We tested our ideas with wild blue tits and domestic chickens as predators, and artificial and semi-natural prey stimuli. In paper I we found that the trait that was perceived as most salient (color) was the one used to discriminate and generalize between prey. Mimics of that specific trait were highly avoided, despite differences in the other traits. We also found that salience is relative and context dependent (paper II). In a context where two traits were perceived as similarly salient, mimicry of a single trait offered intermediate protection, while mimicry of both offered high protection. In another context, the traits were perceived differently salient, and mimicry of one trait was enough for high protection. In paper III we tested a proposed scenario for the initiation of mimicry evolution in the edible butterfly mimic Papilio polyxenes asterius to its noxious model Battus philenor. The results showed that a partial similarity with the model in the salient black wing color offered intermediate protection from attacks, despite a general dissimilarity.

    This thesis investigates the major questions of imperfect mimicry: the initial step of mimicry evolution, the persistence of imperfect mimicry, and variation in mimic-model similarity. We conclude that mimicry evolution can begin in a non-mimetic species that acquires similarity to a model species in a high-salience trait. When multiple traits have similar salience, multi-trait mimicry is needed for higher protection. Mimicry can remain imperfect if the differences are in traits with low salience, and therefore under low or no selection pressure to change.

    To complete the picture, we showed that predators can have a biased generalization toward a more pronounced version of a salient trait (paper IV). The evolution of aposematism could therefore be explained by gradual enhancement of salient traits.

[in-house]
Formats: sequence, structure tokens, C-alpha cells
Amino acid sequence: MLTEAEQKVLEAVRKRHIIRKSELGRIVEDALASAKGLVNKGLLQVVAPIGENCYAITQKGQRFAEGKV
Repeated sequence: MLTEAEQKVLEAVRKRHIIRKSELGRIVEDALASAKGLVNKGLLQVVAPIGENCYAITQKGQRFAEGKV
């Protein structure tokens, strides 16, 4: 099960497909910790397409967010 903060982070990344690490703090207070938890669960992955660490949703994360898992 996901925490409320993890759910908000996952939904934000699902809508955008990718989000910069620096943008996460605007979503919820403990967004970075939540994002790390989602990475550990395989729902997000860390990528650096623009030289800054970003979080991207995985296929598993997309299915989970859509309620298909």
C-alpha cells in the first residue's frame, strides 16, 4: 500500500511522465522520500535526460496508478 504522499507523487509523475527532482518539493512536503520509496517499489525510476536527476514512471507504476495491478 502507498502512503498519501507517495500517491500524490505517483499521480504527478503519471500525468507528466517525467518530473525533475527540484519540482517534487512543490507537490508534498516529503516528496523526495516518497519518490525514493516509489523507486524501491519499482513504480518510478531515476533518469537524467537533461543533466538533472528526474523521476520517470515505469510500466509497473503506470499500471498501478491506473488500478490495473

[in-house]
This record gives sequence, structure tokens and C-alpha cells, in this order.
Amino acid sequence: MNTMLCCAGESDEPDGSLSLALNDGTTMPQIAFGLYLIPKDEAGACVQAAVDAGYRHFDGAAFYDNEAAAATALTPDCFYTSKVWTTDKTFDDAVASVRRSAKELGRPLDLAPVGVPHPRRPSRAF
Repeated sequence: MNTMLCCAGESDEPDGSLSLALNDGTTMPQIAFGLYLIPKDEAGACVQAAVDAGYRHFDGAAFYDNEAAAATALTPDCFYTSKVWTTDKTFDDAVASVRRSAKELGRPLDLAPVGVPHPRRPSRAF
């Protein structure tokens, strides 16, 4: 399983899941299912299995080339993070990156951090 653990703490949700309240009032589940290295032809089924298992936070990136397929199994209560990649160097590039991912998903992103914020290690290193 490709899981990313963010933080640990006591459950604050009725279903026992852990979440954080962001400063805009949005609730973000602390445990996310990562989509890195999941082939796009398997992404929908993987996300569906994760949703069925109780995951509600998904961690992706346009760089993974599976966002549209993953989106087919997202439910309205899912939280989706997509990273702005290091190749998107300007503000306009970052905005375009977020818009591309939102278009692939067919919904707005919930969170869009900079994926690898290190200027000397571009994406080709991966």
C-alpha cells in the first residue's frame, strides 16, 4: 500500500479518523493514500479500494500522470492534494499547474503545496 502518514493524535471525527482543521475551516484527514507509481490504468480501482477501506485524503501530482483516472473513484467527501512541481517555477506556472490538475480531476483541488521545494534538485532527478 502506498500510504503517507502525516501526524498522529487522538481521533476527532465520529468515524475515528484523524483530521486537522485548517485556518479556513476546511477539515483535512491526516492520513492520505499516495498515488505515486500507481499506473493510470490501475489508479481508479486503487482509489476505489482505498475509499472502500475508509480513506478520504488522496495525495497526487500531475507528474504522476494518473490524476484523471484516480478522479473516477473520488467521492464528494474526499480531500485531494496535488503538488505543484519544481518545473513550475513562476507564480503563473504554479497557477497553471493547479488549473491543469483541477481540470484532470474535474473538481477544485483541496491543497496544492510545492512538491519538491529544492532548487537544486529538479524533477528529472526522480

• 119.
    Kopsch, Nora Tabea
    Linköping University, Department of Physics, Chemistry and Biology, Biology.
    A cooperation experiment in captive white-handed gibbons (Hylobates lar)2018Independent thesis Advanced level (degree of Master (Two Years)), 40 credits / 60 HE creditsStudent thesis
    Abstract [en]

    Cooperative behaviours among individuals play a crucial role in social interactions. There is a special interest in investigating the occurrence of cooperation among apes, because this knowledge could as well shed light on evolutionary processes and help understand the origin and development of cooperation in humans and primates in general. Gibbons are phylogenetically intermediate between the great apes and monkeys, and therefore represent a unique opportunity for comparisons. The aim of the present study was to discover whether or not gibbons (Hylobates lar) show cooperative behaviours among each other. In order to test for the respective behaviours, the gibbons were presented with a commonly used experimental cooperative problem-solving task. Additionally, social behaviours were recorded during behavioural observations. The gibbons in this study did not exhibit cooperative behaviours during the problemsolving task. Behavioural observations revealed that the gibbons spent significantly more time ‘out of arm’s reach to everyone’, suggesting that they are less involved in social interactions than other, more cooperative apes. Both findings combined support the “social brain hypothesis”, which predicts that cognitive abilities are constrained by the complexity of the animals’ social life. Based on previous findings of occurrences of cooperative behaviours in two other primate lineages (i.e. New World monkeys and Old World monkeys) it was suggested that cooperation in primates was a matter of a convergent evolutionary processes rather than a homologous trait.